For this month’s hodgepodge, I’ll post pictures from a recent charity car show I attended. I brought out the Canon T3i and a prime 50mm lens with me. In doing so, I was not able to capture a lot of full car pictures. Instead, I focused my attention on the details.
Enjoy a 50mm Crop-frame sensor perspective of some classic cars.
Apologize for the delayed postings everybody – very busy recently! Today we have a beautiful 1978 Porsche 911 SC Targa. I have always been a huge fan of the Porsche Targa and Targa tops in general. This one is bathed in all white and is looking pristine for a nearly 40 year old sports car.
Check out Porsche AG website for interesting information about classic Porsche’s.
This 1967 Porsche 912 Coupe looks fantastic in white. Parked on the street, I can only assume this one is daily driven.
Some information via Porsche AG:
To bridge the price gap between the 356, which was still being produced at this time and the 911, in 1965 Porsche launched the 912 – a less expensive and significantly less powerful variant of the 911.
In terms of looks and technology, the 912 was virtually identical to the 911. Unlike the 911, however, it was powered by the 1.6-litre flat-four engine from the 356 SC at the rear. Its power output was reduced from 95 to 90 hp at 5,800 rpm for use in the 912 in order to give the engine more low-end torque and stability. Power transmission was provided by a 4-speed manual transmission.
As we saw yesterday very briefly, this Porsche was spotted outside Mistress the other day. This one is a (I believe) 1976 Porsche Carrera in a beautiful grey color. Check out the pics…
And some information via Wikipedia.
The Carrera 2.7 was mechanically identical to the 1973 RS, inheriting its 210 bhp (154 kW) MFI engine and still weighed the same at 1075 kg (2370 lb). It had the wide RS rear wings and also the ducktail for the 1974 model (except for the German market). It was available either as a coupe or a Targa. For 1976 a special run of 113 coupes with MFI were made. In addition 30 MFI Targas with narrow rear wings were made for the Belgian police.
The US Carrera 2.7 was restricted to the 2.7 K-Jetronic engine as the MFI RS engine was banned on emission grounds. Power output was 175 bhp, later being reduced to 165 bhp, and in California 160 bhp.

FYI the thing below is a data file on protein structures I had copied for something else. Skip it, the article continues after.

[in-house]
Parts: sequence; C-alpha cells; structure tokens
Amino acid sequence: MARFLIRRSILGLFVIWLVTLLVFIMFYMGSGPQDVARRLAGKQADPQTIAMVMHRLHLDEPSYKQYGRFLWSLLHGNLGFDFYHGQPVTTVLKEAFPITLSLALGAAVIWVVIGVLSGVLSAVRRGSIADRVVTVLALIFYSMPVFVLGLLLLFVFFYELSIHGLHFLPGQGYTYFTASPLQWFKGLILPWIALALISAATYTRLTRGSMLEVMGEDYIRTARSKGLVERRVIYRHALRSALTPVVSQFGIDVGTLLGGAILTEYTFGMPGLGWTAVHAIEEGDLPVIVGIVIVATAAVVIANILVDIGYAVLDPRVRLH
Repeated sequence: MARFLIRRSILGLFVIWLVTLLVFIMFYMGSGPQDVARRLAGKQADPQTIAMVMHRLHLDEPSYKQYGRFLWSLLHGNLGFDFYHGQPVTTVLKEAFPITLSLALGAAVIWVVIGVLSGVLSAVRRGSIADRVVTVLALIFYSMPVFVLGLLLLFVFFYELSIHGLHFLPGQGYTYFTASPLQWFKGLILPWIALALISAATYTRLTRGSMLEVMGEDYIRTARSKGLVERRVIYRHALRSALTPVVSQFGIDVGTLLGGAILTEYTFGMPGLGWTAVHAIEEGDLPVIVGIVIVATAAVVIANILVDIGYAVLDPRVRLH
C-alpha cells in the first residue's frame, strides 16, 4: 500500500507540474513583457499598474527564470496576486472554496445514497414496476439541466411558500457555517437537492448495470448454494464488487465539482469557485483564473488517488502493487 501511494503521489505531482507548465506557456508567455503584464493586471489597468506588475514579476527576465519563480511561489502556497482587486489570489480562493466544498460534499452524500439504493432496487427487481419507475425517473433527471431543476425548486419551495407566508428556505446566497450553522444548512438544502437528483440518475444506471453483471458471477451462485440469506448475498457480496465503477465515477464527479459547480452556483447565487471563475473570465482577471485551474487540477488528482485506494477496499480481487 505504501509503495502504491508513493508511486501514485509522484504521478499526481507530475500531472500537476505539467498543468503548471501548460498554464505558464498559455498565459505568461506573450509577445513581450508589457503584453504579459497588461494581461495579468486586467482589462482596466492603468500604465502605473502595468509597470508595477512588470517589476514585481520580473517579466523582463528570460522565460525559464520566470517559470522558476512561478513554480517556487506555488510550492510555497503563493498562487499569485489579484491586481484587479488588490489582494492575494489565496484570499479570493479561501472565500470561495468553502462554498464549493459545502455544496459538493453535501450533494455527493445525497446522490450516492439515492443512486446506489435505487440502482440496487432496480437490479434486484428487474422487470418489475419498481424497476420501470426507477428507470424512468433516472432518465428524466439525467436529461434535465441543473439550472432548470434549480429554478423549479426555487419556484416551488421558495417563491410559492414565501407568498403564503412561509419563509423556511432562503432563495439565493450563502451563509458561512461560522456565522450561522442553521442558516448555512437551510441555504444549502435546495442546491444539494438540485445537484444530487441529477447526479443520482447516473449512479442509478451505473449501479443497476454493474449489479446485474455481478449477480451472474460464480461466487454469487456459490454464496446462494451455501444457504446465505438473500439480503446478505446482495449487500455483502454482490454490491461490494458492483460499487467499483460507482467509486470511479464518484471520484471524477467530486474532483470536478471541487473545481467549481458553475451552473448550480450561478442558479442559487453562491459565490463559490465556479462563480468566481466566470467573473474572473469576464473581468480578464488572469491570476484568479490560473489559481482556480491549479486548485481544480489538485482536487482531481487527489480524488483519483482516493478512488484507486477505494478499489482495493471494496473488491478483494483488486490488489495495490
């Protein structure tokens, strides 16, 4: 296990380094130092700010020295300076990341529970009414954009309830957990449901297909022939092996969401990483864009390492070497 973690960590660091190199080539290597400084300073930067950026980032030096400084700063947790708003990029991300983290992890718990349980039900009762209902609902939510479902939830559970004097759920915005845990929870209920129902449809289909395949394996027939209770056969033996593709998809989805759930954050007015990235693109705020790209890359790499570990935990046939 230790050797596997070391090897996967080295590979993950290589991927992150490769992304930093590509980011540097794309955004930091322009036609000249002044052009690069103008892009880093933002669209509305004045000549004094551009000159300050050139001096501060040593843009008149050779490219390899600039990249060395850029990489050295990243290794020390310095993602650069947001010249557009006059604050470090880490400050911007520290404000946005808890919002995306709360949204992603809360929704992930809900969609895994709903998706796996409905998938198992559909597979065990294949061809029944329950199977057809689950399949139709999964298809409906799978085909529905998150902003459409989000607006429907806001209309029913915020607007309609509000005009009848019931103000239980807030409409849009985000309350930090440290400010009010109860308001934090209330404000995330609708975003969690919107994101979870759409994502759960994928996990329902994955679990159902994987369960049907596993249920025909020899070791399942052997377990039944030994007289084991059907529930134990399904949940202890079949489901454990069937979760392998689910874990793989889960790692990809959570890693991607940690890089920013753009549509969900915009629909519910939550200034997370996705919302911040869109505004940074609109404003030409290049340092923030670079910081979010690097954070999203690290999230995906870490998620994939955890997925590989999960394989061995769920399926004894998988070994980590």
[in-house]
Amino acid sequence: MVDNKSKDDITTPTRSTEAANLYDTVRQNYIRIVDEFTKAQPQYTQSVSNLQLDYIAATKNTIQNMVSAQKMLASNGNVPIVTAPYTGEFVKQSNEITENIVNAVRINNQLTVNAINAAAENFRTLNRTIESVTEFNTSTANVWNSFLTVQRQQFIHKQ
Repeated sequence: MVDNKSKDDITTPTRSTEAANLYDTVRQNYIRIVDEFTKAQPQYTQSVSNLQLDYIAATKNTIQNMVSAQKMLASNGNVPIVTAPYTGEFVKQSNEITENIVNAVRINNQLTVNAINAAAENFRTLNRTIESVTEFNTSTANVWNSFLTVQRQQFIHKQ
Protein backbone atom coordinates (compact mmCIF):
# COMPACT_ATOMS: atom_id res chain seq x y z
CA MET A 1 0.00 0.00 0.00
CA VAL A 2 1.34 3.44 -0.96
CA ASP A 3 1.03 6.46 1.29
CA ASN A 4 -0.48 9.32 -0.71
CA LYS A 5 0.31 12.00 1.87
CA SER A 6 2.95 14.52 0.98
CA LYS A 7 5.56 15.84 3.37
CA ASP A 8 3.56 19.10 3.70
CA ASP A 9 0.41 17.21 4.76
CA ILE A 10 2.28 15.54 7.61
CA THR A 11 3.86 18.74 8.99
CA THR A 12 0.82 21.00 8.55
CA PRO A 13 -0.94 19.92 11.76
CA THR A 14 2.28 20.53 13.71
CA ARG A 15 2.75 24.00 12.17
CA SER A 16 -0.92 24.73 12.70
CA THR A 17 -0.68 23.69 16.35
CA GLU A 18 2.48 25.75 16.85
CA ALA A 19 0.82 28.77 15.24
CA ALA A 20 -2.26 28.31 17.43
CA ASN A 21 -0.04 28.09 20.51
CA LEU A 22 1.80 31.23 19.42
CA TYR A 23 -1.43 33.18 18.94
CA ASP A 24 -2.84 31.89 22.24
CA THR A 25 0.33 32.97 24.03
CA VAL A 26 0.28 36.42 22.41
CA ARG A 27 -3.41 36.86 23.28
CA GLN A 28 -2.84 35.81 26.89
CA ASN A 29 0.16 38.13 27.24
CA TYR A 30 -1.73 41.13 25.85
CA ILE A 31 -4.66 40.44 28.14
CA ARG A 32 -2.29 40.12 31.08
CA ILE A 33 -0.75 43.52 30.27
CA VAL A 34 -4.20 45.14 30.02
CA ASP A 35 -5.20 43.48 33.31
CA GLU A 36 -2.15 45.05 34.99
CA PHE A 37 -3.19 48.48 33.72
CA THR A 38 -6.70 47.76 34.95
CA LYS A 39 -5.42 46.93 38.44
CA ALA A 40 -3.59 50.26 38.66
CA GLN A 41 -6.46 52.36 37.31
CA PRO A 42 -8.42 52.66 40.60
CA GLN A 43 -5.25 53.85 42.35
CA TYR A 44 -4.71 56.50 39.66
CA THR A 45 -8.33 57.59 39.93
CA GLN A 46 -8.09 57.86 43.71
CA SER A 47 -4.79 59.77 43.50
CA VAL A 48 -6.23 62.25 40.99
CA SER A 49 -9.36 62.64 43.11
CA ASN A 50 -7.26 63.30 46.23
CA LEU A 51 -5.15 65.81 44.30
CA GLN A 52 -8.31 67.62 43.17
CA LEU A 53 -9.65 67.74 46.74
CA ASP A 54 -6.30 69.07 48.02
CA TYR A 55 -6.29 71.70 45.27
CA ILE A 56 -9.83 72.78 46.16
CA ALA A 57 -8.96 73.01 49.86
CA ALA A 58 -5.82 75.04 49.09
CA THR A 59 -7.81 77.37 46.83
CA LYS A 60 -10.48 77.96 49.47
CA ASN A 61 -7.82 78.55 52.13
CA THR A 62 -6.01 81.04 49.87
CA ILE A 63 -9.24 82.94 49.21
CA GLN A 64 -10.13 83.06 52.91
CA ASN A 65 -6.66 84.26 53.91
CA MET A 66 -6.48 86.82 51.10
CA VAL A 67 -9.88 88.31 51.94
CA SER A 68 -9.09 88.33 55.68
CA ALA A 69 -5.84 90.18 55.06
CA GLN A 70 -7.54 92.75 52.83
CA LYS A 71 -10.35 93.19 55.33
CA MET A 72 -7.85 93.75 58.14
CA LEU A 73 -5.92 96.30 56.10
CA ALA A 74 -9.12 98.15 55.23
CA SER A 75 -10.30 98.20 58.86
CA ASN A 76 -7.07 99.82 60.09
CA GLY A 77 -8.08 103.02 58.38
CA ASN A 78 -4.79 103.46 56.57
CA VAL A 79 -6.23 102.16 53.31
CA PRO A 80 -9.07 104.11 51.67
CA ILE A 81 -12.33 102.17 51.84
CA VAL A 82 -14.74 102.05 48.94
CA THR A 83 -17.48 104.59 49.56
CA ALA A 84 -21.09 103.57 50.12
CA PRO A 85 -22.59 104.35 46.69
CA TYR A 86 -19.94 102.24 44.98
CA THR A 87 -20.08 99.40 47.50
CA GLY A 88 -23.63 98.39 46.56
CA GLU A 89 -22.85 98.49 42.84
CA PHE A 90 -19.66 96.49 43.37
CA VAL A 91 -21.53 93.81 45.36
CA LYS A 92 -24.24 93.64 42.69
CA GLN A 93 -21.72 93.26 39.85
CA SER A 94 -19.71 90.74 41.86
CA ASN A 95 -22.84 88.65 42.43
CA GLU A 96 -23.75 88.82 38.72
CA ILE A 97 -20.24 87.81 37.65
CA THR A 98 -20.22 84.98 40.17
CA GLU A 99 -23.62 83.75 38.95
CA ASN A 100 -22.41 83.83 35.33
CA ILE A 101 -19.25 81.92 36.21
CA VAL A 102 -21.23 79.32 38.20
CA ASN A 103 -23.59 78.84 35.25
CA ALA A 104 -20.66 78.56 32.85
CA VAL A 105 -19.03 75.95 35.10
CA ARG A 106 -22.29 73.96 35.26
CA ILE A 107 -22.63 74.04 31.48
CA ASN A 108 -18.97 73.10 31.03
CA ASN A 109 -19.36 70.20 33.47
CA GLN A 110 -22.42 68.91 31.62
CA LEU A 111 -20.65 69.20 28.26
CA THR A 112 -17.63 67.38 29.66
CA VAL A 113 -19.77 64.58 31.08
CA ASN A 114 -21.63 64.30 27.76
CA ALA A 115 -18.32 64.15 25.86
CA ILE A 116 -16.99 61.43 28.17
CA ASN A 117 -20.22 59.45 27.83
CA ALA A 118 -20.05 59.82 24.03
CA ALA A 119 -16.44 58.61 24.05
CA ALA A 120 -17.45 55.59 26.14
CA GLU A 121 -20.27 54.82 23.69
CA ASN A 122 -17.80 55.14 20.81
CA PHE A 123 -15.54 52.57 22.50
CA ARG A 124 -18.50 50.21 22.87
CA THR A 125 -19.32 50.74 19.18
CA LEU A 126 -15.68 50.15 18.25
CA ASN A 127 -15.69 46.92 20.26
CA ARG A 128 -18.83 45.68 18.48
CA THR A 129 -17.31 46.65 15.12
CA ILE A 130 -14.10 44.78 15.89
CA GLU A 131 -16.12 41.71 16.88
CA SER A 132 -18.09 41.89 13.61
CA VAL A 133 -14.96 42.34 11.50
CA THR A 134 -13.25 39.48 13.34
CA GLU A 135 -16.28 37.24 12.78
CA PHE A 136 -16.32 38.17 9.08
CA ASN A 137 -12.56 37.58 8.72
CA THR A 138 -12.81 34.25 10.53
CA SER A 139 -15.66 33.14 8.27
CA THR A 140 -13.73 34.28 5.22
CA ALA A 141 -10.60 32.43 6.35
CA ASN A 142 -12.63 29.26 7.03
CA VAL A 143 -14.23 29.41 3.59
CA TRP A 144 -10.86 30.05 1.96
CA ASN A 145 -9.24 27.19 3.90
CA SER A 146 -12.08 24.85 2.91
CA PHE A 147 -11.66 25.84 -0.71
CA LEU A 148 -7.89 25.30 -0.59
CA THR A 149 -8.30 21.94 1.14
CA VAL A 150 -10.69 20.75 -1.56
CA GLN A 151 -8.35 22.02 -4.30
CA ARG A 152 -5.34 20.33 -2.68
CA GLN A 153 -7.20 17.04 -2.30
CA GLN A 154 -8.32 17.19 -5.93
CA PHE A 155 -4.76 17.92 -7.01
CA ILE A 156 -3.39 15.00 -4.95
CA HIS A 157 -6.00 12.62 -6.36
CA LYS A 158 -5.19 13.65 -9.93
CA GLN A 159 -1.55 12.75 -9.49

The well known problem of pulled cylinder head studs with the K-Jetronic 2.7 engine only occurred in hot climates. This emerged in 1975 in California where thermal reactors, aimed at reducing emissions, were fitted below the cylinder heads thus causing heat build up around the magnesium crankcase and then made worse by the lean running K-Jetronic CIS. The fitting of a 5-blade engine fan instead of the usual 11-blade further compounded the situation. Bearing in mind Porsche’s largest market being the USA, the 930 Turbo, Carrera 3.0 and all subsequent models used aluminium alloy crankcases which were around 15 lb (7 kg) heavier.
The Bosch K-Jetronic CIS varied fuel pressure to the injectors dependent on the mass airflow. While this system was exceedingly reliable, it did not allow the use of as “hot” cams as MFI or carburettors allowed. Therefore, the 911S’s horsepower decreased from 190 to 175 PS (140–128 kW) despite the displacement increase from 2.4 to 2.7 L. However, the engine did have increased drivability.
Also produced for the 1976 “model year”, for the U.S. market, was the 912E, a 4-cylinder version of the 911 like the 912 that had last been produced in 1969. It used the I-series chassis and the 2.0 Volkswagen engine from the Porsche 914. In all, 2099 units were produced. In 1976 the Porsche 924 took this car’s place for the 1977 “model year” and beyond. The power was supplied by a 4-cylinder high-performance fuel injection motor also used in the 411 Volkswagen. Less than 6000 were built.
To start off Porsche week, we have a 1967 Porsche 912 and a 1975 Porsche 911 that we will showcase more in the next 2 days. As a bonus, I took a pic of two cars that Mistress in Silverlake has in their shop…
I am not particularly knowledgeable with older Porsche’s and my information may not be 100% right. If any readers have more knowledge and information, please let me know in the comments section.
Let’s kick off a week of nothing but Porsche vehicles with this slew of Porsche 911’s from various generations. I had to stop by this shop in Silverlake, named Mistress, that exclusively works on Porsche vehicles. All these were parked on the street and I assume are either the vehicles of employees or customer’s vehicles.
A German rarity! A 1985 Porsche 911 Convertible dons the streets of Los Feliz. Gorgeous color and looks clean as can be. Rear Engine and RWD is a good combo!
Some information about it via Wikipedia:
Starting in MY 1978, the new 3.0 L 911 SC (2994 cc) was now the basic 911 model. It was in effect a Carrera 3 (known as a 911S in the US) detuned to provide 180 PS (132 kW). The “SC” designation was reintroduced by Porsche for the first time since the 356 SC (as distinguished from the race-engined 356 Carrera). No Carrera versions were produced and the 930 Turbo remaining at the top of the range. Porsche’s engineers felt that the weight of the extra luxury, safety and emissions equipment on these cars was blunting performance compared to the earlier, lighter cars with the same power output, so in non-US cars, power was increased to 188 PS (138 kW) for 1980, then finally to 204 PS (150 kW). However, cars sold in the US market retained their lower-compression 180 PS engines throughout. This enabled them to be run on lower-octane fuel.